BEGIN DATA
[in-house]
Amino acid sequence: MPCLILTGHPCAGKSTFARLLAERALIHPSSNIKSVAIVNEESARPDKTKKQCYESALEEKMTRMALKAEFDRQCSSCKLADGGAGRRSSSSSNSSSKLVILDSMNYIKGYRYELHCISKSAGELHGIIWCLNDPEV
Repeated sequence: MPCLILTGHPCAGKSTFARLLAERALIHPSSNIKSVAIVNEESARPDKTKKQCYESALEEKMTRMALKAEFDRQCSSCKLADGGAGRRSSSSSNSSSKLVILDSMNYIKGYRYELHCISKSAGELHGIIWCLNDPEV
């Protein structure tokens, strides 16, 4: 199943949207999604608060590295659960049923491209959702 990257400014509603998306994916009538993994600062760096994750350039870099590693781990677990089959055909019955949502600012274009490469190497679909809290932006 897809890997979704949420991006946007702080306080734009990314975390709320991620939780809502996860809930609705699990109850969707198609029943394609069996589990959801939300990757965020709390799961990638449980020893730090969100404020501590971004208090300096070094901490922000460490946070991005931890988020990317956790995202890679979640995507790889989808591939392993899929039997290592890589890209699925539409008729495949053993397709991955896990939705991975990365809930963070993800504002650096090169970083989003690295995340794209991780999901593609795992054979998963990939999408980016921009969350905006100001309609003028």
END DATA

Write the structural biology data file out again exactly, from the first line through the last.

[in-house]
Amino acid sequence: MPCLILTGHPCAGKSTFARLLAERALIHPSSNIKSVAIVNEESARPDKTKKQCYESALEEKMTRMALKAEFDRQCSSCKLADGGAGRRSSSSSNSSSKLVILDSMNYIKGYRYELHCISKSAGELHGIIWCLNDPEV
Repeated sequence: MPCLILTGHPCAGKSTFARLLAERALIHPSSNIKSVAIVNEESARPDKTKKQCYESALEEKMTRMALKAEFDRQCSSCKLADGGAGRRSSSSSNSSSKLVILDSMNYIKGYRYELHCISKSAGELHGIIWCLNDPEV
């Protein structure tokens, strides 16, 4: 199943949207999604608060590295659960049923491209959702 990257400014509603998306994916009538993994600062760096994750350039870099590693781990677990089959055909019955949502600012274009490469190497679909809290932006 897809890997979704949420991006946007702080306080734009990314975390709320991620939780809502996860809930609705699990109850969707198609029943394609069996589990959801939300990757965020709390799961990638449980020893730090969100404020501590971004208090300096070094901490922000460490946070991005931890988020990317956790995202890679979640995507790889989808591939392993899929039997290592890589890209699925539409008729495949053993397709991955896990939705991975990365809930963070993800504002650096090169970083989003690295995340794209991780999901593609795992054979998963990939999408980016921009969350905006100001309609003028």